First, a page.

HOLDING: The Court of Appeals held that the claimant’s injury was covered by The Missouri Workers’ Compensation Law, because it was a contract for employment entered into in Missouri.  Therefore, payments made by the employer from 1995-2009 were payments made “under this chapter,” because they were required under The Missouri Workers’ Compensation Law. The Court did not limit the obligation to file a Report of Injury to in-state employers.  Since the employer failed to file a Report of Injury and continued to make payments through June 2009, the September 2009 claim was timely.  The Commission’s decision was reversed and remanded.

Claimant’s Notice of Appeal Was Not Timely Received by the Commission, because Mailed without Correct Postage

Marciante v. The Treasurer of Missouri as Custodian of the Second Injury Fund, Case No. ED102994 (Mo. App. 2015)

FACTS: The Commission awarded PPD for work-related injuries the claimant sustained in 2009.  However, the claimant wanted to appeal denial of PTD benefits, and Notice of Appeal was due by May 1, 2015. The claimant mailed the Notice to the Commission on April 30, 2015, but it was returned undelivered because he placed inadequate postage on the envelope.  On May 14, 2015, the claimant placed the original envelope in a new envelope with correct postage and mailed it to the Commission.  This time it was received by the Commission.  However, since the envelope was postmarked May 14, 2015, the Commission concluded that the Notice was untimely and dismissed the appeal.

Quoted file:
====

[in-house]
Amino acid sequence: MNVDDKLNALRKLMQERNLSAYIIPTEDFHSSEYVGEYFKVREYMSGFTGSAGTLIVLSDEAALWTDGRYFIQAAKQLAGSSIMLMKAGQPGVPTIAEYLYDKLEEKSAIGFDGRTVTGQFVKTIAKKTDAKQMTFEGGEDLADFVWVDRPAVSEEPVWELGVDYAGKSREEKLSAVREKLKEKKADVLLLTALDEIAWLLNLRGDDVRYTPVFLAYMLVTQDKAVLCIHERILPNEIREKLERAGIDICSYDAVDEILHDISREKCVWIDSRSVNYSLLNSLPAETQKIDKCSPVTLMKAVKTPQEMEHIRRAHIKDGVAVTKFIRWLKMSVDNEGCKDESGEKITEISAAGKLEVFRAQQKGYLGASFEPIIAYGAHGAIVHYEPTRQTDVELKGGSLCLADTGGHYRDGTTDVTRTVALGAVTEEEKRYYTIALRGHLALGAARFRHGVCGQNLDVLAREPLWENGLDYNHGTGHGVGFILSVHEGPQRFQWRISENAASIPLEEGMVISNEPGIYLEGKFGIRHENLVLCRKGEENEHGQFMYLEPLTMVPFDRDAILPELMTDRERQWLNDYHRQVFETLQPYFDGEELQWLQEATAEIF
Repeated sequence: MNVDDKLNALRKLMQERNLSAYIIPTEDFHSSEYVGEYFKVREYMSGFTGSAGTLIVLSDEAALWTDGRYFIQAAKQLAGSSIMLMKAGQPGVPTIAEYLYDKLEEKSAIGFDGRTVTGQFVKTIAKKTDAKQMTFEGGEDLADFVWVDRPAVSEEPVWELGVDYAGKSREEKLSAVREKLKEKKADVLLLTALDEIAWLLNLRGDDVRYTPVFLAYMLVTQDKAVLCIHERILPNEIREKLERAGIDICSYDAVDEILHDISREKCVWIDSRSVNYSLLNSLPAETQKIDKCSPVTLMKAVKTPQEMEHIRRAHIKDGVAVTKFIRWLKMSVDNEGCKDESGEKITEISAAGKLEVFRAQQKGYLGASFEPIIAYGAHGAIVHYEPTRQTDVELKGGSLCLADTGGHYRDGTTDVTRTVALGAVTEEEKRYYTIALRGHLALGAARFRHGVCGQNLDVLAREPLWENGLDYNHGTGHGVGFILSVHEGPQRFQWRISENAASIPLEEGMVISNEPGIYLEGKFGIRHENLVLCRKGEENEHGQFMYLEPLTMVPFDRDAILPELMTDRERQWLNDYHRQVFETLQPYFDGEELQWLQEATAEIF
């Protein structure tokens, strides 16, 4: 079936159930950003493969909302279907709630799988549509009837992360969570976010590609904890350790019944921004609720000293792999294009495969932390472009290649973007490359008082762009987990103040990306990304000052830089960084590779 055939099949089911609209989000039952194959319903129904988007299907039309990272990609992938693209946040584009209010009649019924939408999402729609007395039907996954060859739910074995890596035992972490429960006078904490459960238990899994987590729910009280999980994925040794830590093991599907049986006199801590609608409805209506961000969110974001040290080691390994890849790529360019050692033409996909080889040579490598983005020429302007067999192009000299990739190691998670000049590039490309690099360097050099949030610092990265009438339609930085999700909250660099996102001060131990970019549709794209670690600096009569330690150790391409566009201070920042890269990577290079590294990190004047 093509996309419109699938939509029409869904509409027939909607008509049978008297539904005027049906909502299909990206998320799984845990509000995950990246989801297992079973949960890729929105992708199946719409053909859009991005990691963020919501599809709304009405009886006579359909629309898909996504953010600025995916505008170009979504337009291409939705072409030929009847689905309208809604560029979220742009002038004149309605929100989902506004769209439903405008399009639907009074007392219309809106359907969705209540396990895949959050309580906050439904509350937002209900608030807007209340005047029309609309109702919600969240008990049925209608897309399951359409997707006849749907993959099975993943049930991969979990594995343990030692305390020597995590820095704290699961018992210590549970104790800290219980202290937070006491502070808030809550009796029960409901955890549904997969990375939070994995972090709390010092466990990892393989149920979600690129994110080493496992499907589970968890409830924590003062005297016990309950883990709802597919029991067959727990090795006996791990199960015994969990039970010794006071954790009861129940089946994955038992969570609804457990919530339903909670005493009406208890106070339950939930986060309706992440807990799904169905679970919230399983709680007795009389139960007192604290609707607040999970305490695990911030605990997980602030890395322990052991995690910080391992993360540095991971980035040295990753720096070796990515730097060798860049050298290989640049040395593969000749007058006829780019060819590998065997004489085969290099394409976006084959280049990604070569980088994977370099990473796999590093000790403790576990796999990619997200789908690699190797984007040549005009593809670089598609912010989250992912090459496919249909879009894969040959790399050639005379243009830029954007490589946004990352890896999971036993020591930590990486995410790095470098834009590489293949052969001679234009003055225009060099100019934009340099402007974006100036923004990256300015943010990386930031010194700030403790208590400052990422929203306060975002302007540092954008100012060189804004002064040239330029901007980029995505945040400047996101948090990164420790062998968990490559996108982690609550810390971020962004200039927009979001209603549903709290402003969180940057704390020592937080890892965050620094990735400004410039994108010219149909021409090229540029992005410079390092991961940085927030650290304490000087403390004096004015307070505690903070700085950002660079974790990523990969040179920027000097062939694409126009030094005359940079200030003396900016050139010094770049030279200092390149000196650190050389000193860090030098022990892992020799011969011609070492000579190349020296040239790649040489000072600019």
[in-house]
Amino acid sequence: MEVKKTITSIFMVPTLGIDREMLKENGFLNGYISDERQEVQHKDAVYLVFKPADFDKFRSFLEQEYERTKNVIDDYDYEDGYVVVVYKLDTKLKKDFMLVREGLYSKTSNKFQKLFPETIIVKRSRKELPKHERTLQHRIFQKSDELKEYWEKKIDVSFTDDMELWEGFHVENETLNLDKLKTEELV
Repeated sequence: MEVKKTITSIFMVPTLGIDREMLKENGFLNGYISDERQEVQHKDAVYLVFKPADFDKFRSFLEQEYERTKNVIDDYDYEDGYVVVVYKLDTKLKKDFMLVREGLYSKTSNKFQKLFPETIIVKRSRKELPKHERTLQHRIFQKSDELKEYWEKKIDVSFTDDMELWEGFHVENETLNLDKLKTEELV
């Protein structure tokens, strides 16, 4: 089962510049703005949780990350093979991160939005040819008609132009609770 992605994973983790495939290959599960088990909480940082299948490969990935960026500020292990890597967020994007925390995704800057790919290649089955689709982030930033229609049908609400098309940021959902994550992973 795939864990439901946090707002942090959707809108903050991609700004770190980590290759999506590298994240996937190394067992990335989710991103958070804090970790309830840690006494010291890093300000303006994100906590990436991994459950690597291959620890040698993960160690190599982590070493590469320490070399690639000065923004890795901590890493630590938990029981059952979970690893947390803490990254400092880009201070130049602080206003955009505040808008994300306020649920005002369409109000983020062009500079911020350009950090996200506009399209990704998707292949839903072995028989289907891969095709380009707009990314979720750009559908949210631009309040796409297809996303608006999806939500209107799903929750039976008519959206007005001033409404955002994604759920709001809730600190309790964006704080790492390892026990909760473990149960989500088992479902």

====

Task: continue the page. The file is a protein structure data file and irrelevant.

HOLDING: The Court of Appeals considered whether the Notice was timely filed under the circumstances, since the original envelope was mailed before the May 1, 2015 deadline.  It noted that a filing received after the deadline is only considered timely if it was mailed by the claimant within the filing period, endorsed by the U.S. Postal Service, and delivered to the Commission.  Mail is presumed delivered under Missouri law if it was placed in an envelope with sufficient postage, correctly addressed, and placed in the mail.  The Court concluded that since the envelope mailed on April 30, 2015 did not include sufficient postage, there was no statutory presumption of delivery.  The Notice was therefore untimely, and the appeal was dismissed.